‘Man on the Moon II: The Legend of Mr. Rager’ Review

Photo by Jaime Rivera

Story by Ashley Diggs

As the sequel to his 2009 critically acclaimed debut, Kid Cudi’s Man on the Moon II: The Legend of Mr. Rager drags the listener deeper than ever before into his mind. Taking a sharp step away from the senseless repetition that constitutes most of today’s hip-hop music, Cudi further steps into an unknown genre-blending sound that he began to explore on his previous album.

From the opening track, “Scott Mescudi vs. The World,” the album takes the form of a narrative that brings the listener on a journey through the anxieties and personal problems that Cudi has had to overcome. From the loss of his father at a young age, the mental issues stemming from that loss, and extensive drug abuse, Cudi promotes emotional transparency rather than a “thug” or “gangster” exterior that most rappers are categorized as today. He even touches on his troubles finding love with the rock themed “Erase Me” and the family ties and new found self-security that has kept him somewhat grounded in “Mojo So Dope.”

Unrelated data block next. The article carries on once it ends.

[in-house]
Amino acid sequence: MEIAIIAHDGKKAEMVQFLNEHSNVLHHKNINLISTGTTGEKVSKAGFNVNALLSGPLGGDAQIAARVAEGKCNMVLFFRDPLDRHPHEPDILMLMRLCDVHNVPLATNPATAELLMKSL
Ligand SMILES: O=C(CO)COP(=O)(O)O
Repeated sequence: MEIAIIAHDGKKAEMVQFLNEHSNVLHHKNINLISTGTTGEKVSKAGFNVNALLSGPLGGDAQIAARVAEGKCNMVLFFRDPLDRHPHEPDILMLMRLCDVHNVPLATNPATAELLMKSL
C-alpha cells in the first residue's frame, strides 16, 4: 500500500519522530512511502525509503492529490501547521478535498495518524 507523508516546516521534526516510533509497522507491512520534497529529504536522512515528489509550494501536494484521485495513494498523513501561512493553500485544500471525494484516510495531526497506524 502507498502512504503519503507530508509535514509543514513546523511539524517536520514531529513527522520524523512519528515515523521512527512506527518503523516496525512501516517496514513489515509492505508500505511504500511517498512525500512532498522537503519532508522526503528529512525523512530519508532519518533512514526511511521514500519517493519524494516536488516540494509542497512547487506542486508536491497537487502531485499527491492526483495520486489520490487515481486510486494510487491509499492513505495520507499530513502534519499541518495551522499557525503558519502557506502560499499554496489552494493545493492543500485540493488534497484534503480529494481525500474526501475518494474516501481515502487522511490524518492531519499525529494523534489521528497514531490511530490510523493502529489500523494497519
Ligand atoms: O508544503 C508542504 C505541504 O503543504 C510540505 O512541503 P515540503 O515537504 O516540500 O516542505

Another strong element of the album is the rebellion against the previously mentioned “thug” exterior that constitutes most rap today. In the catchy “REVOFEV,” Cudi slyly asks, “Where will you be for the revolution?” In “MANIAC,” Cudi admits to his dark side that has emerged through drug abuse stating that he “is a maniac, a ghoul, the monster in the corners of your room.”

Yet, as the album begins to wrap up, Cudi shows his sensitive side in songs such as “All Along,” where he croons “All along, all along, I guess I’m meant to be alone,” and in a similar song “GHOST!” he sadly murmurs “All the people I’ve met and places I’ve been have made me the man I so proudly am, but I need to know one thing. When did I become a ghost?”

Though Cudi is classified as a rapper throughout most of the LP, he dabbles in singing much more than rapping. This may take some getting used to by old Cudi fans, but the lyrical/musical quality has not dropped at all. In fact Cudi has far surpassed expectations in his sophomore album further catapulting himself higher in the hierarchy of hip-hop music and music in general. With this album The Man on the Moon proves to all earthlings that he is here to stay. Pick up the album which hits stores Nov. 9.